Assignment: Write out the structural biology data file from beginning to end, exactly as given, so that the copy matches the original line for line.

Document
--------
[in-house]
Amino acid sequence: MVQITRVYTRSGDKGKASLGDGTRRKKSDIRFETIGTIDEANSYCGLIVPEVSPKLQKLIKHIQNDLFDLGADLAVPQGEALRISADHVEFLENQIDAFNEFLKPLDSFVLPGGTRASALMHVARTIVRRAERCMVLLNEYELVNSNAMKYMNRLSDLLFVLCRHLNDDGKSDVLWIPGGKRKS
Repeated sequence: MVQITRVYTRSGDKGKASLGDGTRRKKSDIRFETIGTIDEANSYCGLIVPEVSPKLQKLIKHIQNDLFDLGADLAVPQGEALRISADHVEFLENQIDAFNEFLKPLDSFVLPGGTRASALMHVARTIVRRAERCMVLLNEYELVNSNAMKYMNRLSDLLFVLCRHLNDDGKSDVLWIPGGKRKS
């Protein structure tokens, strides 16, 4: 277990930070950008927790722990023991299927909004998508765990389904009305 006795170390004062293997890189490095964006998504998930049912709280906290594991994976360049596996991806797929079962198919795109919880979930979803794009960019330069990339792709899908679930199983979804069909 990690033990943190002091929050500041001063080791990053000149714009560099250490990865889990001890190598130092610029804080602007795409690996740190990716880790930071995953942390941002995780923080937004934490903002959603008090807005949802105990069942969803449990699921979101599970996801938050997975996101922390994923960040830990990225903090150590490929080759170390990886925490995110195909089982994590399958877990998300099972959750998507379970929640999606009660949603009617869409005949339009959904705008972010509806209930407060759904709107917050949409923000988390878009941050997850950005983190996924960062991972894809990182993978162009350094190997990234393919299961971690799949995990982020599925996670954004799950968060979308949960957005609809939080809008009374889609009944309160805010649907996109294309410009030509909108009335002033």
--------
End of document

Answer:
[in-house]
Amino acid sequence: MVQITRVYTRSGDKGKASLGDGTRRKKSDIRFETIGTIDEANSYCGLIVPEVSPKLQKLIKHIQNDLFDLGADLAVPQGEALRISADHVEFLENQIDAFNEFLKPLDSFVLPGGTRASALMHVARTIVRRAERCMVLLNEYELVNSNAMKYMNRLSDLLFVLCRHLNDDGKSDVLWIPGGKRKS
Repeated sequence: MVQITRVYTRSGDKGKASLGDGTRRKKSDIRFETIGTIDEANSYCGLIVPEVSPKLQKLIKHIQNDLFDLGADLAVPQGEALRISADHVEFLENQIDAFNEFLKPLDSFVLPGGTRASALMHVARTIVRRAERCMVLLNEYELVNSNAMKYMNRLSDLLFVLCRHLNDDGKSDVLWIPGGKRKS
């Protein structure tokens, strides 16, 4: 277990930070950008927790722990023991299927909004998508765990389904009305 006795170390004062293997890189490095964006998504998930049912709280906290594991994976360049596996991806797929079962198919795109919880979930979803794009960019330069990339792709899908679930199983979804069909 990690033990943190002091929050500041001063080791990053000149714009560099250490990865889990001890190598130092610029804080602007795409690996740190990716880790930071995953942390941002995780923080937004934490903002959603008090807005949802105990069942969803449990699921979101599970996801938050997975996101922390994923960040830990990225903090150590490929080759170390990886925490995110195909089982994590399958877990998300099972959750998507379970929640999606009660949603009617869409005949339009959904705008972010509806209930407060759904709107917050949409923000988390878009941050997850950005983190996924960062991972894809990182993978162009350094190997990234393919299961971690799949995990982020599925996670954004799950968060979308949960957005609809939080809008009374889609009944309160805010649907996109294309410009030509909108009335002033």